• Any other serious medical condition
  • Had an experimental drug as part of another clinical trial in the last 4 weeks
  • Take steroids Open a glossary item on a long term basis

Trial design

This trial will recruit about 4,350 women. It is a randomised trial. The people taking part are put into one of 2 treatment groups. Neither you nor your doctor will be able to decide which group you are in. Two thirds of the women will be in group 1, and one third will be in group 2.

Women in group 1 will take an aromatase inhibitor each day for 2 weeks before surgery and 2 weeks after. Some hospitals will use a drug called anastrozole, others will use letrozole. After surgery, the women in this group will have the standard treatment appropriate for their situation.

Women in group 2 will have surgery, followed by the standard treatment appropriate for their situation.

Taking part in the trial will not delay your surgery.

The researchers will collect samples of tissue

  • Taken when you had a biopsy to diagnose breast cancer
  • At the time of your surgery to remove breast cancer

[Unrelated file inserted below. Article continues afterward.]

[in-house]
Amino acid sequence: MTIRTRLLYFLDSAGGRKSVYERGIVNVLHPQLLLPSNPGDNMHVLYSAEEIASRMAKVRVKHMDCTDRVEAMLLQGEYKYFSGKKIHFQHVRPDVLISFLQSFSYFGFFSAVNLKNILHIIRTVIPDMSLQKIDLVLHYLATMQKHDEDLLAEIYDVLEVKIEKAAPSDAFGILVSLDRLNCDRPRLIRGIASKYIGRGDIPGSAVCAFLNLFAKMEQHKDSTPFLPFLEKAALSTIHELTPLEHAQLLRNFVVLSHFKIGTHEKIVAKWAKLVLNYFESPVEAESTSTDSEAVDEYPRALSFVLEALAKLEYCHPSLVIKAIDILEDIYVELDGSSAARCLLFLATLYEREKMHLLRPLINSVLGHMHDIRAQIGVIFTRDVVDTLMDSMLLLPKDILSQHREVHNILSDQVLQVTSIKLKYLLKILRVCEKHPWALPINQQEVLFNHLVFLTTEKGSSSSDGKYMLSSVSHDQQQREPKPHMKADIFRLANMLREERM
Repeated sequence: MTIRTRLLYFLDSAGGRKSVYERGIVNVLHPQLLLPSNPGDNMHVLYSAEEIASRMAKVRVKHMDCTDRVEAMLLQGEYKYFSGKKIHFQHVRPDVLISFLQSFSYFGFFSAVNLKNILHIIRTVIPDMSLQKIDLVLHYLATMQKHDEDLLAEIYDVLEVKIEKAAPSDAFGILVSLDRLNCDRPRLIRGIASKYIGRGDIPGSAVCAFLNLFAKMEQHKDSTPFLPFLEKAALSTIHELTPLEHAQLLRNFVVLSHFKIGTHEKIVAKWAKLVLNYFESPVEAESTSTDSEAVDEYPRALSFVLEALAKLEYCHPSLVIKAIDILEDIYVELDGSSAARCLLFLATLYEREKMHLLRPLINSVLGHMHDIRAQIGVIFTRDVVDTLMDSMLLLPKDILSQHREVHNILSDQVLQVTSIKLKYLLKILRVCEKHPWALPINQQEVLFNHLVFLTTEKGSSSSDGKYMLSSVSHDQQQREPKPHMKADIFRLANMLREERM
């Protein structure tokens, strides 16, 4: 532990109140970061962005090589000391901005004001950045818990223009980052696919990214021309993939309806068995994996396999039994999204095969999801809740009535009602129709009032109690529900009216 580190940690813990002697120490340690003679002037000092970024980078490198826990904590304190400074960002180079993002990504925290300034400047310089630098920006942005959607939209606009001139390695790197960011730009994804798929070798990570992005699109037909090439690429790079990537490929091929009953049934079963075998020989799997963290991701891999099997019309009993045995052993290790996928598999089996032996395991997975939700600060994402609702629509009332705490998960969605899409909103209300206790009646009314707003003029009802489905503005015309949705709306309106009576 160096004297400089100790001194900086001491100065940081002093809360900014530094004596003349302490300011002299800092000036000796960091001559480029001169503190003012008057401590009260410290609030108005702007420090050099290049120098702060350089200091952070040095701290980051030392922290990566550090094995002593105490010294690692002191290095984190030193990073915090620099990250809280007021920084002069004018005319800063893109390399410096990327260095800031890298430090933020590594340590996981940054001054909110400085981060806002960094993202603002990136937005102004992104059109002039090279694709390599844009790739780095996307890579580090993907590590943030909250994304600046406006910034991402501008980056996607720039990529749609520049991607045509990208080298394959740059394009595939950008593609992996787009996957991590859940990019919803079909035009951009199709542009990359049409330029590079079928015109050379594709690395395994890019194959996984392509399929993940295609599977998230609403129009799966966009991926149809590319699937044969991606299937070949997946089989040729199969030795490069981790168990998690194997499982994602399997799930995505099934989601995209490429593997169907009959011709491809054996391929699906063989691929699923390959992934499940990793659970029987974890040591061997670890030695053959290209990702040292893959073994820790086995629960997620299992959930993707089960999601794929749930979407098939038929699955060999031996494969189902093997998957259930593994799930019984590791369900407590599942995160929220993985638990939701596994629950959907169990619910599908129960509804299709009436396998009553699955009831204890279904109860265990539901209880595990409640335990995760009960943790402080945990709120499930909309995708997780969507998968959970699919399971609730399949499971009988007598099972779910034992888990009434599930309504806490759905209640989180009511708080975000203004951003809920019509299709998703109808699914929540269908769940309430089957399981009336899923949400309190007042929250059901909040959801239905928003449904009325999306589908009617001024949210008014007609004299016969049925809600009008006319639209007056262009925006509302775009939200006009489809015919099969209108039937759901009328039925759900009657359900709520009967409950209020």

They will be able to compare the tissue samples from women who have and have not had an aromatase inhibitor before surgery.

The trial team will also ask to take blood samples from you

  • At the beginning of the trial
  • When you have surgery
  • On one occasion after surgery

If you don’t want to give these extra blood samples for research you don’t have to. You can still take part in the trial.

Hospital visits

You will have extra blood tests when you join the trial and again 2 weeks after surgery. Other than that, there will be no extra hospital visits as a result of taking part in this trial.

Side effects

The side effects of aromatase inhibitors are usually mild but include

  • Joint stiffness
  • Tiredness
  • Hot flushes
  • Vaginal dryness or irritation
  • Slight hair thinning
  • Headache

There is more information about anastrozole and letrozole on CancerHelp UK.

Recruitment start:

Recruitment end:

How to join a clinical trial

Please note: In order to join a trial you will need to discuss it with your doctor, unless otherwise specified.

Please note - unless we state otherwise in the summary, you need to talk to your doctor about joining a trial.

Chief Investigator

Professor Ian Smith

Supported by

Cancer Research UK
Experimental Cancer Medicine Centre (ECMC)
NIHR Clinical Research Network: Cancer

Other information

This is Cancer Research UK trial number CRUK/07/015. 

Questions about cancer? Contact our information nurses

Freephone 0808 800 4040

Last review date

CRUK internal database number:


Please note - unless we state otherwise in the summary, you need to talk to your doctor about joining a trial.

Harriet wanted to try new treatments

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“I was keen to go on a clinical trial. I wanted to try new cancer treatments and hopefully help future generations.”